In the US and UK. Why the Irish? What were reasons for discrimination against them?
Many Irish immigrants were Catholic. In the 1850s there was a movement by people known as the ‘Know Nothings’ to try to exclude Catholics from public office. In addition, due to the large immigrations during that period, many native-born Americans believed that the Irish were taking their jobs – a sentiment familiar even today.
In general? In america in the middle/late 19th centuries, there were swarms of them arriving all at once, willing to work cheap to survive. 2nd and 3rd generation English-Americans didn’t like that, unless they were in a position to exploit the cheap labor, rather than compete with it. Some was holdover from antagonisms from generations back on the Islands, with English Protestand Landlords exploiting Irish Catholic, er umm, ex-peasants, subjects, non-landowning agrarian specialists. (Down, Croppies, Down!)
This is an overly broad, simplified view, but that’s it in a nutshell.
Irish Protestants faired much bette than Irish Catholics.
That’s coz God loved them more.
There was the perception, deserved or not, that the Irish had very degenerate moral and cultural standards. Certainly the Irish had been an underclass in their own country, dominated by the British and often extremely poor. To an extent, they developed a mindset of glorifying their very debasement, scathingly satired in The Playboy of the Western World, by Irish playwright J.M. Synge. And Irish writer Roddy Doyle went so far as to call the Irish “the niggers of Europe”. And then after emigrating to America, many lived in only slightly better conditions in the slums and tenements of the cities, where such social ills as prostitution, alchoholism and street gangs were endemic.
Look at this cartoon by Thomas Nast.
The figure on the far left is supposed to be an Irishman.
This is about as good an indication as any as to how the Irish were seen back then - literally, as apes. They were frequently referred to as niggers and I’ve read that blacks were even sometimes called “smoked Irish.” The bottle in that character’s pocket and the primitive club in his hand represent what the Irish were best known for - drinking and violence. His hat says “5 points,” which was the New York neighborhood where most of the poor Irish immigrants lived.
It’s because they all had gingervitis
This overly broad, simplified view can be applied to each successive wave of immigration to America (to this day): Germans, Irish, Italian, Jewish, Chinese, Hispanic, whatever. As they were coming in in large numbers, the existing population discriminated against the new immigrants until they were sufficiently assimilated.
I have often seen references to U.S. employment notices of the mid-19th Century which stated “No Irish Need Apply.” Can anyone cite a contemporary account that proves such notices actually existed?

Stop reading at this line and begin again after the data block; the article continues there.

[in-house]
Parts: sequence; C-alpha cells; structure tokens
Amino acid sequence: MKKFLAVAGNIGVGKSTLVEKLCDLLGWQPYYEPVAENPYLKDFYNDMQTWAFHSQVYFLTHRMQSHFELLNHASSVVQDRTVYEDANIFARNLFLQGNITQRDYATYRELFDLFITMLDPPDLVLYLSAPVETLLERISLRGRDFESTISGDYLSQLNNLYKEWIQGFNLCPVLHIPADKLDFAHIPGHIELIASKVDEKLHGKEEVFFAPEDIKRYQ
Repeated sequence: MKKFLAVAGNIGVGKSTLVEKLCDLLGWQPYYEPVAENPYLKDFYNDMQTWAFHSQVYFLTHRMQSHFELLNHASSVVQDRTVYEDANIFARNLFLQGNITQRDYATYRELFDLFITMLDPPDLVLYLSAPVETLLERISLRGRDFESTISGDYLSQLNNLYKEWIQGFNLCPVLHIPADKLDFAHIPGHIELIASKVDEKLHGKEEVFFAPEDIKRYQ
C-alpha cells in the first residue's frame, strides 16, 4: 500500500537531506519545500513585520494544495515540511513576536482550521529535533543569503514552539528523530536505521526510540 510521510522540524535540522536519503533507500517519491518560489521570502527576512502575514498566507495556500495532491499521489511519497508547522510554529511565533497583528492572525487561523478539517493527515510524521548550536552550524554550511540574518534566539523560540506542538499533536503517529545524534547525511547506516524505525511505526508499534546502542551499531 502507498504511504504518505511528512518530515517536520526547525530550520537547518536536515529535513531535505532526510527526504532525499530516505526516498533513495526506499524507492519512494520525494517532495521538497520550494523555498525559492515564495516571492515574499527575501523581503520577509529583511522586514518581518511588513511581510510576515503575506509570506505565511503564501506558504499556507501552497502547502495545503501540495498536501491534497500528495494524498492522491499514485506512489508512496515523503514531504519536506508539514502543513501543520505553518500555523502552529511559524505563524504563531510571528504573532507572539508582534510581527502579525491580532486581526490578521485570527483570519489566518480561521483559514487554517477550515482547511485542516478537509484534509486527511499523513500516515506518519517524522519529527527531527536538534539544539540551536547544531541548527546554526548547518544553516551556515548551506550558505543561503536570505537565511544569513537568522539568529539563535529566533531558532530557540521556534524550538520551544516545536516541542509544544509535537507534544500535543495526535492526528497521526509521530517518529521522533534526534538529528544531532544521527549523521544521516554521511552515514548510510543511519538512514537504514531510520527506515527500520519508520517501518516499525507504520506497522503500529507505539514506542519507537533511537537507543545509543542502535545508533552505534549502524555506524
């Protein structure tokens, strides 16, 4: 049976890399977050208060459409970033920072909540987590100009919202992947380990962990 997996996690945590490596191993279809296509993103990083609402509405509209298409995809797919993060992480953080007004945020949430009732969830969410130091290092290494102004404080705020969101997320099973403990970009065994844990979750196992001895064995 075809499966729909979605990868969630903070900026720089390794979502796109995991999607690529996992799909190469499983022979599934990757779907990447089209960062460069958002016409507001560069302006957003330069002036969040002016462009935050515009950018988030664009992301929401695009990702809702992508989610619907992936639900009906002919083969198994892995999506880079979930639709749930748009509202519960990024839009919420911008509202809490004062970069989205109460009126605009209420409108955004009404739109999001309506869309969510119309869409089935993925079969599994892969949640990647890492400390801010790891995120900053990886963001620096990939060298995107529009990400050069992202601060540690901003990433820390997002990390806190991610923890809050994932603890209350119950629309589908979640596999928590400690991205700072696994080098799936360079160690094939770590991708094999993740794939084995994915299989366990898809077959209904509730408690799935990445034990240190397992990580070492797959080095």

Well, here, from the Library of Congress archives, is a song from 1862 lamenting the prevalence of such signs. I’ll keep looking for more direct proof (i.e. an actual image of such a sign).
ETA: Oh, it actually seems that this song is the source of the “NINA myth”. Hm…
What a coincidence. I was just reading about a book called “How the Irish Became White.”
In researching this post, I have found that there are people out there today who are still using the terms “white nigger” and “smoked Irish.” Whoopie.
I think the OP was mainly well answered by “a whole lotta Irish suddenly showing up” . I also agree that what someone the pre-1920 U.S. usually meant by what we would call inner-city gangs and crime = Irish
However, if you were not liable to be victimized or weren’t in direct competition with them in the labor pool (in NYC, Boston, Chicago on the RailRoads etc,) In an America that was still mainly agrarian, I think the Catholicism of the Irish is what largely grated -and I’d like to expand on why that that was and how it fueled the anti-Irish sentiment. True there was some Italian and German Catholic immigration to the US then too - but most of the 19th Century Catholic leader in the U.S. were Irish and it was this community that was seen as the spearhead of Roman Catholicism in America. By the 1850’s Roman Catholicism was the single largest Christian denomination in the U.S. (and remains so today). There was a subset of the American elites to whom this was horrifying - and there was entire subset of literature (which included great literary personages on both sides of the Atlantic) who looked to continue to stir things up to make it horrifying.
There was a further belief that Catholicism was incompatible with democratic government. In fact, this belief was reflected and an “issue” as late as the 1960 Presidential campaign. As Machine politics began to spread and Irish political clout grew … this tension grew.
The drinking was also a serious problem, in that the Irish arrived at a time when at least lip service to the temperance movement was the socially correct thing to do–especially for women. The Irish, by and large, wanted nothing to do with it, and that had all sort of negative connotations for the middle-class WASPs of the day.
As an Irish immigrant, and a Catholic, it was not such an unrealistic notion. Irish immigration was extremely curtailed in the late 1850s which was a good thing. This made it easier for existing Irish in the US to assimilate as they had to look to America, not back to Ireland.
Lastly, many of the Irish were dirt poor, uneducated peasants who generally tend to be put upon in most societies.
Most of the responses have been about prejudice in the US. This was nothing compared to prejudice in England. However, I suspect the two things are intrinsically linked.
Anti-Irishism in England goes back about 800 years, commencing with the first English incursions into Irish territories, nominally by invitation of one of the warring clans, embroiling the English in a territory that became suddenly strategically important, but with a disdain for those who were being ‘assisted’ (think how Arabs are viewed by the majority of the US today).